Bowei Shao, Philipp Buech, Anne Hermes, Maria Giavazzi (2023). Lexical stress and velar palatalization in Italian: A spatio-temporal interaction. INTERSPEECH 2023
20-24 August 2023, Dublin, Ireland.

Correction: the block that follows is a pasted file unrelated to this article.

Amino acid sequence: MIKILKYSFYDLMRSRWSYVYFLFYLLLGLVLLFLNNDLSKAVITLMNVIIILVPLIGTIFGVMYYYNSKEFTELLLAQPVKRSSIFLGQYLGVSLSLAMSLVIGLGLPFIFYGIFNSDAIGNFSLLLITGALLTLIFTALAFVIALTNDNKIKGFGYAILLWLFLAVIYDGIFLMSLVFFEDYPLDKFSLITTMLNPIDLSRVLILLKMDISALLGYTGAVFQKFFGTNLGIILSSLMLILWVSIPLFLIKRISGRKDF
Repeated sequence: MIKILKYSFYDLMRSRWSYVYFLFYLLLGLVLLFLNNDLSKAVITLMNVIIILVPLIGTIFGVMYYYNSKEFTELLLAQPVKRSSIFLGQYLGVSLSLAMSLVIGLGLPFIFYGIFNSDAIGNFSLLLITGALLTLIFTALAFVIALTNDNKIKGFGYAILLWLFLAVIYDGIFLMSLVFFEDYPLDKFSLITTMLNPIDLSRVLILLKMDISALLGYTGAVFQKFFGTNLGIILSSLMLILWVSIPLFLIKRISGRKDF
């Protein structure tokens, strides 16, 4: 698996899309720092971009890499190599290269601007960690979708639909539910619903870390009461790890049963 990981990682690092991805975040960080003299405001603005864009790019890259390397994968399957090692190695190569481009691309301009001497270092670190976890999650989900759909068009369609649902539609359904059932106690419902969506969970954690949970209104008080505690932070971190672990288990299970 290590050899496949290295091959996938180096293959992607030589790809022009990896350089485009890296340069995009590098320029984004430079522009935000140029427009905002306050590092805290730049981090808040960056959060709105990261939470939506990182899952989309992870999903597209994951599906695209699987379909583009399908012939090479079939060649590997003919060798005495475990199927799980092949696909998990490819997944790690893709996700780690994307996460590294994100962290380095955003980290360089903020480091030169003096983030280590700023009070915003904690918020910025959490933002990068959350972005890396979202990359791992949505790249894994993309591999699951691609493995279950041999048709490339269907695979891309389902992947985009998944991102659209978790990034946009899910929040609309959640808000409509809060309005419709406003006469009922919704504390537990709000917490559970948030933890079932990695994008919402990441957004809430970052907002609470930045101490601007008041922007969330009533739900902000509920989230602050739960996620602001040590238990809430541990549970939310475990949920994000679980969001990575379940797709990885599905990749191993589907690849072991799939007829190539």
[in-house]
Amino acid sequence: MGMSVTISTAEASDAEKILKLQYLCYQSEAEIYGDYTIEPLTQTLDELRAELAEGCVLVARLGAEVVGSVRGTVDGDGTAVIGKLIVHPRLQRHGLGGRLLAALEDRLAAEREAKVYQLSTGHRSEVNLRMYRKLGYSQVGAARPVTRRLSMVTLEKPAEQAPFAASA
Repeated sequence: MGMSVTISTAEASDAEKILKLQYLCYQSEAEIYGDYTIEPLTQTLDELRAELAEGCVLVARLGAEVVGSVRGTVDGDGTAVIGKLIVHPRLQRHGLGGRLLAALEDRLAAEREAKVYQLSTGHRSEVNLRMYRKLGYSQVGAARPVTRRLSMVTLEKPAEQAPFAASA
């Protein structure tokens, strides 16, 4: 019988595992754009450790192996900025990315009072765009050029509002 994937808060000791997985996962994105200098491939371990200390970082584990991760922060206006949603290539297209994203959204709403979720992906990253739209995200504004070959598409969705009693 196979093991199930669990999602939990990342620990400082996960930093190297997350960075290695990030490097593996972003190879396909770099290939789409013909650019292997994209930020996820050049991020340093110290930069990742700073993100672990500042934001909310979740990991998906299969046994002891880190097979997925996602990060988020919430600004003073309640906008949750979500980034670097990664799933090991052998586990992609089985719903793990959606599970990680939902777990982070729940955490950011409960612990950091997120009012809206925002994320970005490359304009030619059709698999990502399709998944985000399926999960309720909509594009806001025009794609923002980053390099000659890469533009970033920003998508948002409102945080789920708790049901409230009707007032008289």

Palatalization is the process whereby a velar stop is fronted to a palatal affricate or fricative. In Italian, it takes place at the boundary between the root and /i/ suffixes. In nouns and adjectives, palatalization occurs in words with antepenultimate stress ([ˈko.mi.͡tʃi]), while it is much rarer in words with penultimate stress ([ka.ˈdu.ki]) Based on one acoustic and one articulatory study (EMA), we postulate that the resistance of post-tonic /k, g/ to palatalize is related to the stressed vowel directly preceding. In the acoustic domain, post-tonic consonants show longer closure duration. This increase in closure duration is directly related to a larger and longer tongue dorsum movement in the articulatory domain. We show an interaction between temporal (closure duration) and spatial (tongue dorsum displacement) aspects of lexical stress, which we interpret as the cause of resistance to palatalization in post- tonic velars. The findings are discussed within the μ-gesture framework. Bowei Shao, Philipp Buech, Anne Hermes, Maria Giavazzi. Stress conditioned phonological process: a case study of Italian palatalization. 20th International Congress of Phonetic Sciences (ICPhS 2023), Aug 2023, Prague, Czech Republic. pp.2189-2193. hal-04181603